“But it wasn’t until 2015 that I really rediscovered my love for fiction writing, when I started to write fan fiction for some of my favorite video games. It was an incredible feeling to get positive feedback from readers who loved the story and were always so excited when I’d post a new chapter. That eventually gave me enough confidence to try writing my own novel.”
But Dewes believes that once a storyteller, always a storyteller.
“Having submerged myself in storytelling in some capacity for almost my entire life, I found the transition from screenwriting to fiction writing pretty straightforward — especially things like plotting, characterization, and dialogue.”
She said she’s looking forward to seeing readers connect with the characters and themes in the book.
“Someone once sent me fan art of one of my fan fiction stories, and I will never forget how amazing it felt,” she said. “It was such a great feeling to know that my words had sparked someone’s imagination and inspired them to create something new, the same way my favorite video games, books, shows, and movies do for me. I put all my heart and soul into my work, so I’m really interested to see what readers connect with, which characters or scenes they love the most, what inspires them, and what they take away from the story that I may not have even realized was there.”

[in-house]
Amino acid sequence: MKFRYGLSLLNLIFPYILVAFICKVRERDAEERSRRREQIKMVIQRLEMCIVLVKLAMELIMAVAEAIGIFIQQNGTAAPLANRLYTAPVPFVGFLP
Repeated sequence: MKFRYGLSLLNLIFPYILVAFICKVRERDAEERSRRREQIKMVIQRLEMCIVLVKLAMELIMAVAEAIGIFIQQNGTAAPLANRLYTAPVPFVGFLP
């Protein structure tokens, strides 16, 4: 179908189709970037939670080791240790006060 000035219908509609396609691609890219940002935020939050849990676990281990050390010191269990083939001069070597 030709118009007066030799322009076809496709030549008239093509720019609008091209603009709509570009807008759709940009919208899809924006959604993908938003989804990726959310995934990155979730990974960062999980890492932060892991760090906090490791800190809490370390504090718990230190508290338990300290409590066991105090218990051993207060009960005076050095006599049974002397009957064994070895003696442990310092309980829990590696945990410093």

And readers are likely to be excited to hear they won’t have to wait too terribly long for the next installment in the series. The second book in The Divide series is called “The Exiled Fleet.” It will be out in paperback, eBook, and audiobook on Aug. 17 and is available for pre-order now wherever books are sold.
While having your book launch in the midst of a pandemic is not ideal, Dewes said it’s been a wild virtual ride.
“I’ve been able to connect with so many authors, bookstores and readers that I likely never would have had the opportunity to meet had I had a more traditional, in-person book launch,” she said.
What: Debuts After Dark, in conversation with Martha Wells
When: 6 p.m. Wednesday, May 12